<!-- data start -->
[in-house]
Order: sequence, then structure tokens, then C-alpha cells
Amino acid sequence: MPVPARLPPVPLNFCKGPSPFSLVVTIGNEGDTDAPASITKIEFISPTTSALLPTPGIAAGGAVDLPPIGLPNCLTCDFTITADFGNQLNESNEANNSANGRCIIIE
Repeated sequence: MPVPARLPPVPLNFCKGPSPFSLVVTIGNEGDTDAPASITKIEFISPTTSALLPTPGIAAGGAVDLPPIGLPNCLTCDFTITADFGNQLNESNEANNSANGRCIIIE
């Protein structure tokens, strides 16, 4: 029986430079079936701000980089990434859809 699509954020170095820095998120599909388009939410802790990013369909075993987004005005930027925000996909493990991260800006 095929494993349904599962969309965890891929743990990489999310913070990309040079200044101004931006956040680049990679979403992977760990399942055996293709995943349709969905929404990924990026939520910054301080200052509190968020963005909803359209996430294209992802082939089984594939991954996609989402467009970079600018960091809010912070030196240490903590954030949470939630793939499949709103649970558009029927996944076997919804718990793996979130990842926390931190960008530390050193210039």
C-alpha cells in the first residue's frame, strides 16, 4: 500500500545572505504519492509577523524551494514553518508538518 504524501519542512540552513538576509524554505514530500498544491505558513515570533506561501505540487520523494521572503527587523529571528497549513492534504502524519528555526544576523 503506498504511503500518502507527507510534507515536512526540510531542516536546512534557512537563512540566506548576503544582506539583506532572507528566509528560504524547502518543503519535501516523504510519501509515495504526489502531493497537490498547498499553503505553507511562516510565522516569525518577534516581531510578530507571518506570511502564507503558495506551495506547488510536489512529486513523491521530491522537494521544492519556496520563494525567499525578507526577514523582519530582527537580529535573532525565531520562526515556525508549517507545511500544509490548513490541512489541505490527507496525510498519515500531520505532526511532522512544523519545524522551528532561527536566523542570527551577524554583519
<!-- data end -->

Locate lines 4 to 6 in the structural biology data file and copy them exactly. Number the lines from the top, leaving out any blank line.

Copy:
Repeated sequence: MPVPARLPPVPLNFCKGPSPFSLVVTIGNEGDTDAPASITKIEFISPTTSALLPTPGIAAGGAVDLPPIGLPNCLTCDFTITADFGNQLNESNEANNSANGRCIIIE
């Protein structure tokens, strides 16, 4: 029986430079079936701000980089990434859809 699509954020170095820095998120599909388009939410802790990013369909075993987004005005930027925000996909493990991260800006 095929494993349904599962969309965890891929743990990489999310913070990309040079200044101004931006956040680049990679979403992977760990399942055996293709995943349709969905929404990924990026939520910054301080200052509190968020963005909803359209996430294209992802082939089984594939991954996609989402467009970079600018960091809010912070030196240490903590954030949470939630793939499949709103649970558009029927996944076997919804718990793996979130990842926390931190960008530390050193210039």
C-alpha cells in the first residue's frame, strides 16, 4: 500500500545572505504519492509577523524551494514553518508538518 504524501519542512540552513538576509524554505514530500498544491505558513515570533506561501505540487520523494521572503527587523529571528497549513492534504502524519528555526544576523 503506498504511503500518502507527507510534507515536512526540510531542516536546512534557512537563512540566506548576503544582506539583506532572507528566509528560504524547502518543503519535501516523504510519501509515495504526489502531493497537490498547498499553503505553507511562516510565522516569525518577534516581531510578530507571518506570511502564507503558495506551495506547488510536489512529486513523491521530491522537494521544492519556496520563494525567499525578507526577514523582519530582527537580529535573532525565531520562526515556525508549517507545511500544509490548513490541512489541505490527507496525510498519515500531520505532526511532522512544523519545524522551528532561527536566523542570527551577524554583519